By Jenny Quill, GazeboNews correspondent
The revitalization of Forest Park may not have been at the top of Monday night’s City Council meeting agenda, but it certainly prompted the evening’s most boisterous discussion. City Council approved the Forest Park Master Plan back in May, and Monday night’s discussion centered on two key motions: the ratification of the engagement of Bleck Engineering for design services for Forest Park infrastructure improvements, and the adoption of the Forest Park Agreement, both of which the Council passed despite initial concerns expressed by several aldermen and members of the audience.
By approving Bleck Engineering’s design services agreement, the City agrees to pay 80% of the infrastructure improvements outlined in the $67,000 design services agreement, with the Forest Park Project Board (FPPB), a 501(c)3 organization, on the line for the remaining 20%. The second item passed, the Forest Park Agreement, essentially solidified the City’s intent to work with the FPPB in the implementation of the Forest Park Master Plan. According to City Manager Bob Kiely, passing these agreements allows the City to earmark the necessary funds in the fiscal year 2014 budget and gives the FPPB the green light to move forward with its fundraising efforts.
Much of the evening’s debate focused on the need to differentiate between the City’s financial responsibilities for necessary infrastructure work and the FPPB’s design plans for the park, which include stone benches and picnic tables and pathways.
“The infrastructure improvements that were explained to us in the Public Works [Committee Meeting] are, at worse case, an acceleration of a necessary four- to five-year expenditure into a one to two-year expenditure to coincide with a construction project that we’ve already approved,” said Second Ward Alderman David Moore. “What we’re approving tonight is the ability to budget this $800,000 and the ability to commit to a level which allows the Forest Park Project Board to recognize our commitment and to begin fundraising.”
Those expenditures include infrastructure improvements to the park’s storm sewer, street lighting system, roadway and south parking lot, which both require resurfacing.
“As we began to look into this more, without a doubt, we need to replace the storm sewer,” said Director of Public Works Michael Thomas. “When you’re excavating, the electrical underground is old infrastructure and we knew that would need to be upgraded, so that’s item number two. Then you overlay the roadway, which needs to be done, as well as the south parking lot. Those four items were items we knew would be on the horizon in the next five years, probably sooner than that.”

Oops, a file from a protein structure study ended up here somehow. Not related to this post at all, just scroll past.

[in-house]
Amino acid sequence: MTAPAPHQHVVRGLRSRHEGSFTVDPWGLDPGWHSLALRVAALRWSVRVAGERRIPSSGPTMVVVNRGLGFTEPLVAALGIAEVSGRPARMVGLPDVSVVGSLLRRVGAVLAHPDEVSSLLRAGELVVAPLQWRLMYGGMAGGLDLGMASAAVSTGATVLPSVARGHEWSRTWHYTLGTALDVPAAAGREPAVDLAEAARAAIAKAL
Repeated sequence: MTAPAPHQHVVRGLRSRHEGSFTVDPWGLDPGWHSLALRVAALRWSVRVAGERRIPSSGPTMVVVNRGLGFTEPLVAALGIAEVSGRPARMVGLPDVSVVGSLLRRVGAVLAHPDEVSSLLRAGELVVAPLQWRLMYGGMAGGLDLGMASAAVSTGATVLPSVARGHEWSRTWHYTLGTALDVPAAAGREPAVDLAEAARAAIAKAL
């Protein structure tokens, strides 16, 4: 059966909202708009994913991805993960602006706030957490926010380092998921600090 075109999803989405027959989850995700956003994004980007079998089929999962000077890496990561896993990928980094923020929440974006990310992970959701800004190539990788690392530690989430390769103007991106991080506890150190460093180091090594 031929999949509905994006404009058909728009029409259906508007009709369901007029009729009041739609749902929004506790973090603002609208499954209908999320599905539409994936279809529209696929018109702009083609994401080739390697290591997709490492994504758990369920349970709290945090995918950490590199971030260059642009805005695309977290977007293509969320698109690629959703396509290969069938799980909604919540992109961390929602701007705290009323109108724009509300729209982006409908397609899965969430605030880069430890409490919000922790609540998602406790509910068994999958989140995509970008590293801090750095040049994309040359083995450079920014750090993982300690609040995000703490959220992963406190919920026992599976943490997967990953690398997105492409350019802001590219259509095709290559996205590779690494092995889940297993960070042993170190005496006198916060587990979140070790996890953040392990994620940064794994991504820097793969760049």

In July, the City entered into an agreement with Bleck to provide the final design and an engineer’s cost estimate for the infrastructure improvements. The resulting design services agreement stipulates that the City will be responsible for improvements to the storm sewer, roadway, parking lot and lighting, which account for roughly 80% of the $67,000 agreement, or $53,600. Meanwhile FPPB will cover 20%, or $13,400, which encompasses “upgraded” design elements of the Master Plan, including stone for the ring road’s surface coat and pervious pavers for the south parking lot.
“Obviously, the improvement of the ring road would be a city infrastructure cost under normal circumstances,” said City Manager Bob Kiely. “However, the design called for a little higher grade improvement than what we normally do, so the added cost, that $100,000 you see included, is because the quality of the road would be elevated above what is a normal city standard. The city is only covering those costs that it would normally cover as part of its capital improvement plan, its infrastructure. Any enhancements beyond that fall into the responsibility of the Project Board.”
In addition to the design services agreement, the City also divulged the Forest Park Master Plan cost summary. Of the approximately $3.2 million total preliminary construction cost estimate, the City will foot the bill for the necessary infrastructure improvements to the tune of about $800,000, while the FPPB will need to cover the remaining $2.4 million.
You can find a link to the Forest Park Agreement and Master Plan Cost Summary by clicking here.
While there was general consensus that the infrastructure improvements need to be done, a few residents voiced concern about the increasingly complex and expensive nature of the project.
“This is a very simple little park,” said Lake Forest resident, garden writer and landscape historian Rommy Lopat. “And when we began it was a simple little project. It was pretty much the idea of resurfacing that road, redoing the parking lot, adding landscape and getting amenities consistent with each other. This has now become an enormous project. The $800,000-plus engineering is a huge amount of money given all the other landscaping projects we have in front of us—the emerald ash borer, the Route 60 project. How does this fit in with our other engineering costs?”